Judge allows major Southwest transmission line to proceed

By Niina H. Farah | 04/18/2024 06:37 AM EDT

Arizona tribes and other challengers failed to convince the court to freeze work on the high-voltage SunZia line.

Construction equipment is staged at a yard in Arizona.

Construction equipment is staged at a yard in Arizona near Red Rock Canyon in the San Pedro Valley. Alex Binford-Walsh/Archaeology Southwest

The White House scored a legal victory late Tuesday when a federal judge rejected Arizona tribes’ emergency order to temporarily block construction of a massive transmission line intended to increase access to renewable energy.

Judge Jennifer Zipps of the U.S. District Court for the District of Arizona said the Tohono O’odham Nation, the San Carlos Apache Tribe and other challengers had waited too long to file a lawsuit opposing the path of the SunZia Southwest Transmission Project through southeast Arizona’s San Pedro Valley.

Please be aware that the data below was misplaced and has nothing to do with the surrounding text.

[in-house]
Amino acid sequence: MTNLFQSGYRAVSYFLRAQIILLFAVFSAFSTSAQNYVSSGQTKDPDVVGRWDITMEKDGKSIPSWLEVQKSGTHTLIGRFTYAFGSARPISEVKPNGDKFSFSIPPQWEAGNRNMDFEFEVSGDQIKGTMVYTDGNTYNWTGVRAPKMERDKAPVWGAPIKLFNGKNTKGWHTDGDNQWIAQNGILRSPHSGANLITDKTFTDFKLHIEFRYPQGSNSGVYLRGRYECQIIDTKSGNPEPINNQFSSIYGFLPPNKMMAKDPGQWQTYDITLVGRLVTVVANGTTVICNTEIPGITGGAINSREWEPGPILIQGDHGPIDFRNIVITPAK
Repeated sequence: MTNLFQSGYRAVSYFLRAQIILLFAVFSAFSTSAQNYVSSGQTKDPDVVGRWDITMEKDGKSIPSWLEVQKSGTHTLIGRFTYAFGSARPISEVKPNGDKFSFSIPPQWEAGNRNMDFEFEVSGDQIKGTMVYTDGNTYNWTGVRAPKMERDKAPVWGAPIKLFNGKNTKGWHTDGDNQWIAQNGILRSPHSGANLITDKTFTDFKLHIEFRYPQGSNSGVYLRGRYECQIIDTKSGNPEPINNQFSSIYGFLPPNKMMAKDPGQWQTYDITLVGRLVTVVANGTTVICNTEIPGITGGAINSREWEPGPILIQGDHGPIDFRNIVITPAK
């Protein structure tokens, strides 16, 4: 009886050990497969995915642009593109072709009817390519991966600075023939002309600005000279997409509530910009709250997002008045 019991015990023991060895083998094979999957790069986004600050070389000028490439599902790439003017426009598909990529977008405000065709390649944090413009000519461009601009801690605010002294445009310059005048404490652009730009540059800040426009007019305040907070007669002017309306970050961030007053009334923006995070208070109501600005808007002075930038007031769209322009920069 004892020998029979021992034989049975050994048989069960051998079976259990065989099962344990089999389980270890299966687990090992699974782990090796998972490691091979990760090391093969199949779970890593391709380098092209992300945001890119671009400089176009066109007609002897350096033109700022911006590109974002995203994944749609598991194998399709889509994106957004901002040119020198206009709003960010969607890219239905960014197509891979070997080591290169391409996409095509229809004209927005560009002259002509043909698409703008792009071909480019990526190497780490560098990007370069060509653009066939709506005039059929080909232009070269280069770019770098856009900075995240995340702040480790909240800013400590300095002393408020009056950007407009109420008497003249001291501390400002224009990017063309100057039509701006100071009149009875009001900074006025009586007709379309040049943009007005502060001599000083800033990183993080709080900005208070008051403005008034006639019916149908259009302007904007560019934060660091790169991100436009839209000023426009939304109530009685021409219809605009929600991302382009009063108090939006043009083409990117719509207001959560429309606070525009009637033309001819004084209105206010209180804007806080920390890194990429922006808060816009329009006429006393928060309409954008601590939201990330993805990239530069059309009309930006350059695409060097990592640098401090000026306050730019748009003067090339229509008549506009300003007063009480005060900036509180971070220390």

“Plaintiffs had six years to challenge [the Bureau of Land Management’s] 2015 selection of the final project route,” wrote Zipps, an Obama appointee, in an order denying the challengers’ request for a preliminary injunction and temporary restraining order. “Plaintiffs’ 2024 challenge to the [record of decision] is therefore untimely.”


The Biden administration has championed the $8 billion SunZia project as a key part of its broader push to expand clean energy access across the United States. The 550-mile-high voltage line is slated to carry mostly wind-derived energy to about 3 million customers in California and Arizona.